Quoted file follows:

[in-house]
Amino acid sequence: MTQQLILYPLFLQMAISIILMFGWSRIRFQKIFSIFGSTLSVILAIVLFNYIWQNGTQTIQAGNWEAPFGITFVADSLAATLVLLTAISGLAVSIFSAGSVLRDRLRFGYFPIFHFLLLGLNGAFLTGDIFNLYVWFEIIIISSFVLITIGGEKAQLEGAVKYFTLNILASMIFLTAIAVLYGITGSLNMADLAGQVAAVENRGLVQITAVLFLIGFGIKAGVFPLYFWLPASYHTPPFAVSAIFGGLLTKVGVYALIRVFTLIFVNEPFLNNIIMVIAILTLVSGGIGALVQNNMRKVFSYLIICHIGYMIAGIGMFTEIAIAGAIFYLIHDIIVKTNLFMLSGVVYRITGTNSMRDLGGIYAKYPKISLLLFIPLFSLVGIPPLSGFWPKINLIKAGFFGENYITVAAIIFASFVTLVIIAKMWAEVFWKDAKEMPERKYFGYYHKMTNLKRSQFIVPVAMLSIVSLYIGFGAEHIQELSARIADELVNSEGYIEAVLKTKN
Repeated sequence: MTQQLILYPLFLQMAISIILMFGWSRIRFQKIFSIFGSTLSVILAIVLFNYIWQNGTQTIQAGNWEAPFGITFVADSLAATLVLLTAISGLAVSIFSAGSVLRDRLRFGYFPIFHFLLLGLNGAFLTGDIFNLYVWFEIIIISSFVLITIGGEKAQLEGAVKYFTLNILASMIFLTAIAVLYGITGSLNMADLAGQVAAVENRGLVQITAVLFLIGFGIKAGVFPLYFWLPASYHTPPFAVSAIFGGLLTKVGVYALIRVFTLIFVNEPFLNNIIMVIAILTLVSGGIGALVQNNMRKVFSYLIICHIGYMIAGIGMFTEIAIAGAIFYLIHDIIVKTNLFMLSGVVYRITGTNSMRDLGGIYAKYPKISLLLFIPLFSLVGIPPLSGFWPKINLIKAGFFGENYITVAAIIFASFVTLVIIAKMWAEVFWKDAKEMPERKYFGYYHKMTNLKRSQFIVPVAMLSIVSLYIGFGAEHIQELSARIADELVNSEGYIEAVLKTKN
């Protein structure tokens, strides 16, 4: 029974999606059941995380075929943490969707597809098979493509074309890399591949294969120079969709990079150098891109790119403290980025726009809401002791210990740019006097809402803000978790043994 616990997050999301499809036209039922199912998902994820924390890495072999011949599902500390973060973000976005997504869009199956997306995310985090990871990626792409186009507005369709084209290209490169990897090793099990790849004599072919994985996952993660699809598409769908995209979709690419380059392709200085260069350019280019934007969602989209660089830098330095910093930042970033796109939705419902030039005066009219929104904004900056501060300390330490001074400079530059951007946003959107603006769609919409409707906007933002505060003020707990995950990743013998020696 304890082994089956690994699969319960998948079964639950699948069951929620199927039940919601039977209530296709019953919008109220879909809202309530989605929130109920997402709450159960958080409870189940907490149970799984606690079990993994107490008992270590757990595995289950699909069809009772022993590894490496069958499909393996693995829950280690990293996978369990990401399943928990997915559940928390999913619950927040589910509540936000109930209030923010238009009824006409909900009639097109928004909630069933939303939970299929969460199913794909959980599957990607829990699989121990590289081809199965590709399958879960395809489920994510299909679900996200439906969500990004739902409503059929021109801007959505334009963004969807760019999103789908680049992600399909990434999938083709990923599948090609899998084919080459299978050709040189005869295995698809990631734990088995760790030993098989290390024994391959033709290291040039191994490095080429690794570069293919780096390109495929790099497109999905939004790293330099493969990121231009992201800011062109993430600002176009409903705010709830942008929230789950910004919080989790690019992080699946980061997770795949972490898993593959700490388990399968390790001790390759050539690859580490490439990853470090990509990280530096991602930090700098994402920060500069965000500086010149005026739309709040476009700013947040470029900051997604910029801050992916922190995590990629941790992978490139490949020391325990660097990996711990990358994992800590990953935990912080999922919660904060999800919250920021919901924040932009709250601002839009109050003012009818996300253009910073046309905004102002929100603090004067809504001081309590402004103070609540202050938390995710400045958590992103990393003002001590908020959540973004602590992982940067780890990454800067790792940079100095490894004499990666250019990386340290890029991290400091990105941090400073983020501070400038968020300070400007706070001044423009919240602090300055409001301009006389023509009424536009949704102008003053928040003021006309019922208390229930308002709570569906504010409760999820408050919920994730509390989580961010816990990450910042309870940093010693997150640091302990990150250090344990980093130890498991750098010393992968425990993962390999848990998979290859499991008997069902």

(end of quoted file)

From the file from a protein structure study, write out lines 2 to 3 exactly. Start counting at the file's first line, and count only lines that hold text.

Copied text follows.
Amino acid sequence: MTQQLILYPLFLQMAISIILMFGWSRIRFQKIFSIFGSTLSVILAIVLFNYIWQNGTQTIQAGNWEAPFGITFVADSLAATLVLLTAISGLAVSIFSAGSVLRDRLRFGYFPIFHFLLLGLNGAFLTGDIFNLYVWFEIIIISSFVLITIGGEKAQLEGAVKYFTLNILASMIFLTAIAVLYGITGSLNMADLAGQVAAVENRGLVQITAVLFLIGFGIKAGVFPLYFWLPASYHTPPFAVSAIFGGLLTKVGVYALIRVFTLIFVNEPFLNNIIMVIAILTLVSGGIGALVQNNMRKVFSYLIICHIGYMIAGIGMFTEIAIAGAIFYLIHDIIVKTNLFMLSGVVYRITGTNSMRDLGGIYAKYPKISLLLFIPLFSLVGIPPLSGFWPKINLIKAGFFGENYITVAAIIFASFVTLVIIAKMWAEVFWKDAKEMPERKYFGYYHKMTNLKRSQFIVPVAMLSIVSLYIGFGAEHIQELSARIADELVNSEGYIEAVLKTKN
Repeated sequence: MTQQLILYPLFLQMAISIILMFGWSRIRFQKIFSIFGSTLSVILAIVLFNYIWQNGTQTIQAGNWEAPFGITFVADSLAATLVLLTAISGLAVSIFSAGSVLRDRLRFGYFPIFHFLLLGLNGAFLTGDIFNLYVWFEIIIISSFVLITIGGEKAQLEGAVKYFTLNILASMIFLTAIAVLYGITGSLNMADLAGQVAAVENRGLVQITAVLFLIGFGIKAGVFPLYFWLPASYHTPPFAVSAIFGGLLTKVGVYALIRVFTLIFVNEPFLNNIIMVIAILTLVSGGIGALVQNNMRKVFSYLIICHIGYMIAGIGMFTEIAIAGAIFYLIHDIIVKTNLFMLSGVVYRITGTNSMRDLGGIYAKYPKISLLLFIPLFSLVGIPPLSGFWPKINLIKAGFFGENYITVAAIIFASFVTLVIIAKMWAEVFWKDAKEMPERKYFGYYHKMTNLKRSQFIVPVAMLSIVSLYIGFGAEHIQELSARIADELVNSEGYIEAVLKTKN